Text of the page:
I think I may be due some new glasses and admit my eyes have not been feeling like "eagle" ones lately but the other day, walking along Sunset Beach, I was the only person to notice a drama being played out far above us.  There were two adult eagles, two juveniles and many, many seagulls.  This one was persistently and foolishly(?) harassing the juvenile eagle.
The seagull called out what I interpreted as a warning as s/he flew over the eagle, so close it seemed they would touch.  I couldn't detect prey within the eagle's talons, so perhaps this was an attempt to encourage the young eagles in the area to set up their nests elsewhere. 

I thought of Bill when I noticed this "heart" flower near my apartment. 

I thought these next two arrangements were lovely.  Although they were in front of a rather..

uninteresting condo, someone had gone to great effort to beautify the surroundings.

Driftwook on Sunset Beach.

A flower in David Lam Park.

A cloud over David Lam Park.
That's it for today. Thank you for stopping by the blog.  I do so appreciate your visits! For other events in the lives of people around the world, I hope you will take a few moments to stop by the Our World Tuesday web site.


  1. Such a range of photos it is difficult to make meaningful comments. My favourites are definitely the eagle and gull ones. That first one would be a winner in a wildlife photo competition. I sure you could wait a life time and not manage to achieve a shot like that. Also love the first photo of the sculptures as I love to see street art of any kind but especially sculptures.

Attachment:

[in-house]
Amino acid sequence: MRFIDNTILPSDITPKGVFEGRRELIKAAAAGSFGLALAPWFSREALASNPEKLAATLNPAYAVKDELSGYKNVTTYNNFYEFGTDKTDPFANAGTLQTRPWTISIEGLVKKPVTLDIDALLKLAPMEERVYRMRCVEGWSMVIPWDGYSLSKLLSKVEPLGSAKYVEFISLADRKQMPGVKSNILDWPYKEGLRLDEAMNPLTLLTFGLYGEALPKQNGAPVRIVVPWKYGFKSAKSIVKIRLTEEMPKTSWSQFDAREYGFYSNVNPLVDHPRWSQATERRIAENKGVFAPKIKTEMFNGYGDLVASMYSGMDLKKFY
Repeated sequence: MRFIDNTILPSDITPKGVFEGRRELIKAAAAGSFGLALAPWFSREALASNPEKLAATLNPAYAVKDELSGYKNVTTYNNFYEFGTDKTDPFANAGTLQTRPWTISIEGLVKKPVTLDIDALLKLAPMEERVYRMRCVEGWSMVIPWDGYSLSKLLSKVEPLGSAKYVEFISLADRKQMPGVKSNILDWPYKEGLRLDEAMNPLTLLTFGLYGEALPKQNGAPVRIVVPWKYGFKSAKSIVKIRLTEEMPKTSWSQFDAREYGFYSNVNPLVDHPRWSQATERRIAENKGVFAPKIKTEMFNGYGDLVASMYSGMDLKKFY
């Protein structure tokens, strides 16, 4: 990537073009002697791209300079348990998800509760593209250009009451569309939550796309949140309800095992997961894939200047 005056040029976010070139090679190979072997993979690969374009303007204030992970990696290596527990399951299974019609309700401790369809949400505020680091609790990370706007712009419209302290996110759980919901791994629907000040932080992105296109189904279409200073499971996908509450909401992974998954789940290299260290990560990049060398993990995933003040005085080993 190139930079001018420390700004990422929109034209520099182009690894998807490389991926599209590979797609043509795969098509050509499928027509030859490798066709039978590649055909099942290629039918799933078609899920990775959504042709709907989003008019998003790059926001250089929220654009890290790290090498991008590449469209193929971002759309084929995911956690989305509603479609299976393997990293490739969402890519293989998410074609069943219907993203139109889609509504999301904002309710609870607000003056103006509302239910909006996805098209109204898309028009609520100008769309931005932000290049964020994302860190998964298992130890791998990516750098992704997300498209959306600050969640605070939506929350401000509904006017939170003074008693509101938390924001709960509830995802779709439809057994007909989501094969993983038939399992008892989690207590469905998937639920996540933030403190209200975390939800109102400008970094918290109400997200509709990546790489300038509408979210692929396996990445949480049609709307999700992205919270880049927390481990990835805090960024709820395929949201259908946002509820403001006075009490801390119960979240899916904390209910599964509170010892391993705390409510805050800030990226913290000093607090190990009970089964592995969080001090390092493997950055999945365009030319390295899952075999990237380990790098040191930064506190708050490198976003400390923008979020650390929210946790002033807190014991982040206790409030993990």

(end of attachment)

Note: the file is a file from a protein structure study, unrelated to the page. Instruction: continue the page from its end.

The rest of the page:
2. What a cool post and look into your world, I enjoyed all the post. Especially the cute shots of Blackjack! Have a happy day!

  3. Although brilliantly done, those walking figures at a glance remind me of teeth with long roots that had been yanked out of a mouth. Maybe I need to go dentist? Or maybe it is because I remember taking my dog to a dentist. I was not pleased that they pulled out several of his teeth without asking for my permission to do so!

    Nice to learn about Eyesplash …. I like his work and his name. It is also neat how you are able to attend such a variety of artistic events so close to home in Vancouver. Don’t blame you a bit for being excited about photographing people as they rehearse. It is a great opportunity to catch a multitude of facial expressions! And finally, the E cloud at the end was a wonderful find in your world. :)

  4. i love black jack and bill. :)

    great E cloud! wow! SO jealous you get to see eagles like that - young, mature, all over!

    yes, it was quite lengthy. :)

  5. You took me along again, Carol. And I enjoyed every second of this adventure.
    That water-colour really stands out for me....yes, a whole lifetime in 41 years!
    I like 'The Pets Shop Boys' philosophy and I am sure we would trust Sophie to their care.
    Look at that eagle's wing span! And one thinks a sea gull is large!
    My favourite today are the 'walking' sculptures. I LOVE rusted anything and these are quite something.
    great post. Thanks so much for sharing with us.

  6. I am so impressed that you managed to use one of my favourite words: "effulgent"! The poster for Novo Ensemble is brilliant! I do wish I could be there but after a check of the calendar, I realise that Barrie will be playing in the Civic Orchestra the next day, and Paul arrives for his next gig with the Victoria Baroque Orchestra. Ahhhh, an embarrassment of riches! Great pictures as usual... especially of my little brother, and of Paul and Michael. I like mine, also!! Phyllis

  7. Hi Carol! Ron (From Sophie's View) sent me a link to your blog. He and I went to school together in grade 8, and I have since gotten to meet Jim (Ocean Breezes) on blogger. You had me from your darling header of Black Jack; although, my hands are still sweating from looking at Bill on that cliff! I'm so glad that Ron sent me your link. Have a good one!